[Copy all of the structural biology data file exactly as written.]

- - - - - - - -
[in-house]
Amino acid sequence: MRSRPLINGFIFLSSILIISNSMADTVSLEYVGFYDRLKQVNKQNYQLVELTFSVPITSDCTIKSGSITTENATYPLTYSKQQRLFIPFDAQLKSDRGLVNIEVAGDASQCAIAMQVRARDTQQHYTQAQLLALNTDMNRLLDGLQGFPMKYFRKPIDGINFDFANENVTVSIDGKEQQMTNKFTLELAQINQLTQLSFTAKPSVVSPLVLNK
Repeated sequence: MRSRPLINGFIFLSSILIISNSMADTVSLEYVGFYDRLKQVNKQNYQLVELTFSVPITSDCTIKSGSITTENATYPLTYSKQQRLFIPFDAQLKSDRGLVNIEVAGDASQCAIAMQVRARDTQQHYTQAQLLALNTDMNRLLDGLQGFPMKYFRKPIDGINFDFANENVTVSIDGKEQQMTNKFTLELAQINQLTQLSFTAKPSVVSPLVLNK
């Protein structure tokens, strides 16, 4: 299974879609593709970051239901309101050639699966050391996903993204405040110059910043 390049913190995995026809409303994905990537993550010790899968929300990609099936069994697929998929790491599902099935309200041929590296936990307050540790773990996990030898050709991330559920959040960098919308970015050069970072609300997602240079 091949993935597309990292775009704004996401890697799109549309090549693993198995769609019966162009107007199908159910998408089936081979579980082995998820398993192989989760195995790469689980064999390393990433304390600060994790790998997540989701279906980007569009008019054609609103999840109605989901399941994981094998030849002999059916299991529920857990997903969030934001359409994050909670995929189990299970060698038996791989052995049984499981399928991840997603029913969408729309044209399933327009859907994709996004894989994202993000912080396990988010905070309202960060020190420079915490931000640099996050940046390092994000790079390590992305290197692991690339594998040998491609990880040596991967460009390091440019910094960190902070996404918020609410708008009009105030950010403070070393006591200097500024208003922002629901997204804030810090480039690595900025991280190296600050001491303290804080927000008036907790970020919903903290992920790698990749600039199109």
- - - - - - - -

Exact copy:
[in-house]
Amino acid sequence: MRSRPLINGFIFLSSILIISNSMADTVSLEYVGFYDRLKQVNKQNYQLVELTFSVPITSDCTIKSGSITTENATYPLTYSKQQRLFIPFDAQLKSDRGLVNIEVAGDASQCAIAMQVRARDTQQHYTQAQLLALNTDMNRLLDGLQGFPMKYFRKPIDGINFDFANENVTVSIDGKEQQMTNKFTLELAQINQLTQLSFTAKPSVVSPLVLNK
Repeated sequence: MRSRPLINGFIFLSSILIISNSMADTVSLEYVGFYDRLKQVNKQNYQLVELTFSVPITSDCTIKSGSITTENATYPLTYSKQQRLFIPFDAQLKSDRGLVNIEVAGDASQCAIAMQVRARDTQQHYTQAQLLALNTDMNRLLDGLQGFPMKYFRKPIDGINFDFANENVTVSIDGKEQQMTNKFTLELAQINQLTQLSFTAKPSVVSPLVLNK
């Protein structure tokens, strides 16, 4: 299974879609593709970051239901309101050639699966050391996903993204405040110059910043 390049913190995995026809409303994905990537993550010790899968929300990609099936069994697929998929790491599902099935309200041929590296936990307050540790773990996990030898050709991330559920959040960098919308970015050069970072609300997602240079 091949993935597309990292775009704004996401890697799109549309090549693993198995769609019966162009107007199908159910998408089936081979579980082995998820398993192989989760195995790469689980064999390393990433304390600060994790790998997540989701279906980007569009008019054609609103999840109605989901399941994981094998030849002999059916299991529920857990997903969030934001359409994050909670995929189990299970060698038996791989052995049984499981399928991840997603029913969408729309044209399933327009859907994709996004894989994202993000912080396990988010905070309202960060020190420079915490931000640099996050940046390092994000790079390590992305290197692991690339594998040998491609990880040596991967460009390091440019910094960190902070996404918020609410708008009009105030950010403070070393006591200097500024208003922002629901997204804030810090480039690595900025991280190296600050001491303290804080927000008036907790970020919903903290992920790698990749600039199109």